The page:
As more countries and private ventures are working to establish human colonies on the moon and Mars by the 2020s, it’s a handy excuse to imagine what sex in outer space might be like.
In an earlier edition of Sex in the Press, ‘Space: The Final Orgasm’, we already answered the basic questions of having sex in zero gravity:
Yes, cosmic sex is possible. (But it likely involves a level of bondage or a third party to help keep all the naughty bits in position. Plus, you have to be careful to avoid bodily fluids drifting off and messing up the highly calibrated equipment.)
Yes, people have probably already had sex in outer space. (But sadly, astronauts are not the kiss-and-tell types.)
However, for humans to survive long-term space travel, we also have to think about the by-products of sexual union: space babies.
Star children: a leap forward?
“Can an embryo mature in space, be born, and grow into a healthy human being?” wonders ‘China claims a major breakthrough in making space babies’.
Due to the effects of zero gravity and the increased radiation levels in space, the answer was assumed to be: “No. Are you crazy or something?”
But recent experiments seem to suggest that it may be more possible than previously thought.
“One of those experiments was housed in a microwave-sized chamber with a cell culture system that contained 6,000 mouse embryos. During a 96-hour experiment, some of the embryos developed into advanced blastocysts.”
“The use of the word ‘some' developed is troublesome without knowing more details of the data and the statistical analysis,” notes one expert. “If only a small percentage developed normally compared to the ground controls, this raises concerns about the nature of the space effect on embryo development.”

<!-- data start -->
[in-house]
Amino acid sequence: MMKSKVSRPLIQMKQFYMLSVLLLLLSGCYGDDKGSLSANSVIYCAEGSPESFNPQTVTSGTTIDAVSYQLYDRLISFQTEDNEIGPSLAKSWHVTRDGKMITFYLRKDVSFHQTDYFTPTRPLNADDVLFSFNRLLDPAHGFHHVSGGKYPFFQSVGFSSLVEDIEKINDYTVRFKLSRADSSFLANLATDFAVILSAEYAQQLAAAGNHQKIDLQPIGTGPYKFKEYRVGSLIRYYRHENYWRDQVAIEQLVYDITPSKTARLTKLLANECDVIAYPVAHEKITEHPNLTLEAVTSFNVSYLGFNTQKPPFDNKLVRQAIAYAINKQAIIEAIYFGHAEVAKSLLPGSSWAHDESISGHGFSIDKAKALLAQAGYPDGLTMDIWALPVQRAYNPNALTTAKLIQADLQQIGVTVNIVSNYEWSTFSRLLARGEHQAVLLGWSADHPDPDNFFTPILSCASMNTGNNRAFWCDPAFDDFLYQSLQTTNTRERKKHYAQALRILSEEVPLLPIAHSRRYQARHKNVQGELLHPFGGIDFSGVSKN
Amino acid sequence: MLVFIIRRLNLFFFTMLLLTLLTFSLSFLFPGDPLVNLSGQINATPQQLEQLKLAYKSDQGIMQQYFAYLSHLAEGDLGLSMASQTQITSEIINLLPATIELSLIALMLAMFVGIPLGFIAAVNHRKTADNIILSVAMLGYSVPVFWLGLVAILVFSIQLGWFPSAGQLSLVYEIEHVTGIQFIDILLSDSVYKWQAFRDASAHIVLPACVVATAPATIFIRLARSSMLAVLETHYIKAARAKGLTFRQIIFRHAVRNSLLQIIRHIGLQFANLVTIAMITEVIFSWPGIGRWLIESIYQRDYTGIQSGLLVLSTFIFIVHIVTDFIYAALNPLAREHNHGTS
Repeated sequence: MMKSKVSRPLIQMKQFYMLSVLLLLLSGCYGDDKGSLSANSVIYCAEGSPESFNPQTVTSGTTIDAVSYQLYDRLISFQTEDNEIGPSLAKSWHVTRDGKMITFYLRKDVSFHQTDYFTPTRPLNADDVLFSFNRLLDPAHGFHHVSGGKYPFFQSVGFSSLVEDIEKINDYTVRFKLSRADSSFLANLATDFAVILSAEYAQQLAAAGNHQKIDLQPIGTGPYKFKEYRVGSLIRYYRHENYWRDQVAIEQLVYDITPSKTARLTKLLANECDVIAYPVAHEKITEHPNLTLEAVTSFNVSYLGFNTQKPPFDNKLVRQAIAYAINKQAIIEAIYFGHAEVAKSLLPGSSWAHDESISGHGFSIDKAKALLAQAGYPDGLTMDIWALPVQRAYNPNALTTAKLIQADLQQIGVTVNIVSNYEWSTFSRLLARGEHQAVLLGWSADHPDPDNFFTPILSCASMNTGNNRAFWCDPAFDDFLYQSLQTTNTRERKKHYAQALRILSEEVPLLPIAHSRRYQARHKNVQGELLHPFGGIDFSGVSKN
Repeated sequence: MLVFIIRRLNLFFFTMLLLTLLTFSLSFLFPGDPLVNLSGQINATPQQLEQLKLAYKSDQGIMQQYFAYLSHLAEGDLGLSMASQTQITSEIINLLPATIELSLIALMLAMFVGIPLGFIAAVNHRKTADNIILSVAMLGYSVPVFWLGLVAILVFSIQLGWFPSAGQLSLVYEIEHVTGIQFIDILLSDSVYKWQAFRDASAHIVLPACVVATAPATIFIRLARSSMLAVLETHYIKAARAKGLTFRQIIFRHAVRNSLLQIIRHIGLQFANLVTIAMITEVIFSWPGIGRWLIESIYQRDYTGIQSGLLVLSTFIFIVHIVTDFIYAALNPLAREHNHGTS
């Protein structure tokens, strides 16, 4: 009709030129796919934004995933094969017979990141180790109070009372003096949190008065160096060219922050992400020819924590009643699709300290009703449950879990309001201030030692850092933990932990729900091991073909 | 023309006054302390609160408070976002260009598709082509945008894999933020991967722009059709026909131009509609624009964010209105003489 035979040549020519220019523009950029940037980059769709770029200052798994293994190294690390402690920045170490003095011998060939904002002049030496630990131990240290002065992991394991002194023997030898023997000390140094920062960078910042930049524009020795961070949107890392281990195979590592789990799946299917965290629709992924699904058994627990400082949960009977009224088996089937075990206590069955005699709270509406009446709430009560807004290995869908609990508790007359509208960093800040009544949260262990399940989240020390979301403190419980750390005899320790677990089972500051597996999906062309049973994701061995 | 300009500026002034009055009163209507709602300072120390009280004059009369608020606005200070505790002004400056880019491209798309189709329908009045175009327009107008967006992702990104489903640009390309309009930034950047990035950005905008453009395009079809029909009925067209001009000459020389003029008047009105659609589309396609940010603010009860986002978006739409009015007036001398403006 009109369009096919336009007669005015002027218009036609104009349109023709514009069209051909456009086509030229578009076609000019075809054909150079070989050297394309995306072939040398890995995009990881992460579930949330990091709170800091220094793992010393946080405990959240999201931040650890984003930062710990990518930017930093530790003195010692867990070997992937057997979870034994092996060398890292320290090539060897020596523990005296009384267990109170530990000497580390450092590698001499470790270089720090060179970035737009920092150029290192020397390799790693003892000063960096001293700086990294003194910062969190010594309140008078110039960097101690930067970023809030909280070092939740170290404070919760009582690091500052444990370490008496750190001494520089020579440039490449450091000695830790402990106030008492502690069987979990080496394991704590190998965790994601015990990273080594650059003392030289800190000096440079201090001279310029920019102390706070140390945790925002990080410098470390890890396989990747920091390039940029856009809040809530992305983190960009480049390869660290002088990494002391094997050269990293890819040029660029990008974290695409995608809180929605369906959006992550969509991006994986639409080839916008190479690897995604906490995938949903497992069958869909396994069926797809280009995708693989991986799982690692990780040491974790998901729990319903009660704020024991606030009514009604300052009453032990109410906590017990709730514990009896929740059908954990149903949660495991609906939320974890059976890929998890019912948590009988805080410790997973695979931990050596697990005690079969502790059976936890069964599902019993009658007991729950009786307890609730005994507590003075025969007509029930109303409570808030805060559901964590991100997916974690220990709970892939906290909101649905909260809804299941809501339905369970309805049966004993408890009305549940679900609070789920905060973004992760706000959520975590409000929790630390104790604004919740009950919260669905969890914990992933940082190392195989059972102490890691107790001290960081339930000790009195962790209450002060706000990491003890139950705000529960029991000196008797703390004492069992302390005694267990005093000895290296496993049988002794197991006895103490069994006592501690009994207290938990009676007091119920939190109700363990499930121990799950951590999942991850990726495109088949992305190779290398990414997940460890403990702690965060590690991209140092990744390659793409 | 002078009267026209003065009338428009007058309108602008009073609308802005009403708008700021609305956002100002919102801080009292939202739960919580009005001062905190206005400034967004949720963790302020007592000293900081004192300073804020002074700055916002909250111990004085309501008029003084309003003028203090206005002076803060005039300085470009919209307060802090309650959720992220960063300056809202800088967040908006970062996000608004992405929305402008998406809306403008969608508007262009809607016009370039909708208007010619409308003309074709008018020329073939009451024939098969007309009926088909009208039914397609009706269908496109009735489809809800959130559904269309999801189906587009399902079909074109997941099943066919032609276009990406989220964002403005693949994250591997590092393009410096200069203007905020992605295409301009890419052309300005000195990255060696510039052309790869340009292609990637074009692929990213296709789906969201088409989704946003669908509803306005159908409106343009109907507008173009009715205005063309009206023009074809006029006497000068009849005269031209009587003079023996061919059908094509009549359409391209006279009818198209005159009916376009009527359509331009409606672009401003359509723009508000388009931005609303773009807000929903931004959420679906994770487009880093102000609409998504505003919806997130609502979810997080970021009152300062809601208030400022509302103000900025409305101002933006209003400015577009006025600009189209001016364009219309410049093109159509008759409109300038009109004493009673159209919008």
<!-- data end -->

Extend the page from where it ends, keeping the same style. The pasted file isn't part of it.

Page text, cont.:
In addition, many other factors are involved in human reproduction: “including mating, fertilization, implantation, placentation, embryogenesis, organogenesis, prenatal and postnatal development, birth, lactation, and suckling”.
So don’t expect a birth card from Mars anytime soon.
Periods in space
Besides, most female astronauts chose to use the pill to suppress their periods for practical reasons while in space: “It means that they don’t have to deal with the hassle of using pads or tampons in microgravity, or the decreased availability of wash water,” according to ‘Space: the final frontier of birth control’.
But for long-term space flights, such as to Mars, some experts are now suggesting IUDs may be a better option since you won’t have to pack thousands of pills. Plus, scientists claim they are safe and don’t seem to shift under the pressure of G-force.
But studying the effect of outer space on the menstrual cycle remains a very fresh science.
On one level it’s pretty straight-forward: “I’m not totally sure who had the first period in space, but they came back and said, ‘Period in space, just like period on the ground. Don’t worry about it,’” said female US astronaut Sally Ride.
Originally, the male-dominated NASA did worry about it and assumed that “once a month women would be too hormonal to be trusted around complex machines.”
And so: “Despite the fact that women had proven they were as physically and mentally capable as the men (if not more so) – and that women are smaller, lighter, and consume less food – America didn’t put a woman into space until Sally Ride in 1983, decades after the Soviets.”
“Aunt Flo has been cited as a reason against military women being allowed to enter combat jobs, against women being president, and generally, been trotted out time and time again to dismiss or undermine women’s strength, dependability, and authority in the public sphere – particularly as they try to take on roles that have been traditionally male.”
“Once NASA got over this misconception and finally did send a woman to the stars, engineers were still confused about the mechanics of the menstrual: Engineers reportedly tried to send Sally Ride on a 7-day trip to space with 100 tampons, and then tied them together by the strings like sausages so they wouldn’t float away.”
Wow. You’d think NASA would have done their research. It’s not rocket science: they could have just asked a girl.